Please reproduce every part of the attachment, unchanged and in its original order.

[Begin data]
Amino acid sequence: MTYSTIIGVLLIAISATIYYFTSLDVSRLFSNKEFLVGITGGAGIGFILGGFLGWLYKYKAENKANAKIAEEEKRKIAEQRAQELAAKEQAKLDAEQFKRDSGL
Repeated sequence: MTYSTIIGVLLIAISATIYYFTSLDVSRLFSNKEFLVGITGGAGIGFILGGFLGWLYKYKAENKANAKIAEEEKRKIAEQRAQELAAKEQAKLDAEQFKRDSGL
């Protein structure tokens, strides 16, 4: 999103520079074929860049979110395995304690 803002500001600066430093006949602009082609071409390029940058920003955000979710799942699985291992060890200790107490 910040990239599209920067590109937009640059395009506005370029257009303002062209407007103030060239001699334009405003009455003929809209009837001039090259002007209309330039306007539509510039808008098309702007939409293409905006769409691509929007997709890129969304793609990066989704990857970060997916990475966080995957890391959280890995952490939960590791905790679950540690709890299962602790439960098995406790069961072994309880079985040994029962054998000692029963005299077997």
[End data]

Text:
Amino acid sequence: MTYSTIIGVLLIAISATIYYFTSLDVSRLFSNKEFLVGITGGAGIGFILGGFLGWLYKYKAENKANAKIAEEEKRKIAEQRAQELAAKEQAKLDAEQFKRDSGL
Repeated sequence: MTYSTIIGVLLIAISATIYYFTSLDVSRLFSNKEFLVGITGGAGIGFILGGFLGWLYKYKAENKANAKIAEEEKRKIAEQRAQELAAKEQAKLDAEQFKRDSGL
């Protein structure tokens, strides 16, 4: 999103520079074929860049979110395995304690 803002500001600066430093006949602009082609071409390029940058920003955000979710799942699985291992060890200790107490 910040990239599209920067590109937009640059395009506005370029257009303002062209407007103030060239001699334009405003009455003929809209009837001039090259002007209309330039306007539509510039808008098309702007939409293409905006769409691509929007997709890129969304793609990066989704990857970060997916990475966080995957890391959280890995952490939960590791905790679950540690709890299962602790439960098995406790069961072994309880079985040994029962054998000692029963005299077997």